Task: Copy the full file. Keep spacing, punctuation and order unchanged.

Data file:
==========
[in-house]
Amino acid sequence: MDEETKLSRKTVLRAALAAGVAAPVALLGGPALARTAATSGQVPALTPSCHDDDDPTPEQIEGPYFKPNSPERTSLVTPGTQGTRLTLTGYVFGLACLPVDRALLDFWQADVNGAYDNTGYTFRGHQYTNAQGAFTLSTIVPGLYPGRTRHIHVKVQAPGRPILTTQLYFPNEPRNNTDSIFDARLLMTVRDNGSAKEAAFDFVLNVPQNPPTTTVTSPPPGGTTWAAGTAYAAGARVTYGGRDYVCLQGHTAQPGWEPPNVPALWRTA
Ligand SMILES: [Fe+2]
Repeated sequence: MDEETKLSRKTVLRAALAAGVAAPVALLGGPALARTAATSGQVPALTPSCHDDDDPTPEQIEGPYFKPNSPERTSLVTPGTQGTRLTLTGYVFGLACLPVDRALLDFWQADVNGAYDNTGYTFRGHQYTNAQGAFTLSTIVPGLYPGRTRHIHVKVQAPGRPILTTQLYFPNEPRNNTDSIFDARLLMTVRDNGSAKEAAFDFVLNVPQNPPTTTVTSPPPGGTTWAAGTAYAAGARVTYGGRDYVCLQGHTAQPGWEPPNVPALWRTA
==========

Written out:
[in-house]
Amino acid sequence: MDEETKLSRKTVLRAALAAGVAAPVALLGGPALARTAATSGQVPALTPSCHDDDDPTPEQIEGPYFKPNSPERTSLVTPGTQGTRLTLTGYVFGLACLPVDRALLDFWQADVNGAYDNTGYTFRGHQYTNAQGAFTLSTIVPGLYPGRTRHIHVKVQAPGRPILTTQLYFPNEPRNNTDSIFDARLLMTVRDNGSAKEAAFDFVLNVPQNPPTTTVTSPPPGGTTWAAGTAYAAGARVTYGGRDYVCLQGHTAQPGWEPPNVPALWRTA
Ligand SMILES: [Fe+2]
Repeated sequence: MDEETKLSRKTVLRAALAAGVAAPVALLGGPALARTAATSGQVPALTPSCHDDDDPTPEQIEGPYFKPNSPERTSLVTPGTQGTRLTLTGYVFGLACLPVDRALLDFWQADVNGAYDNTGYTFRGHQYTNAQGAFTLSTIVPGLYPGRTRHIHVKVQAPGRPILTTQLYFPNEPRNNTDSIFDARLLMTVRDNGSAKEAAFDFVLNVPQNPPTTTVTSPPPGGTTWAAGTAYAAGARVTYGGRDYVCLQGHTAQPGWEPPNVPALWRTA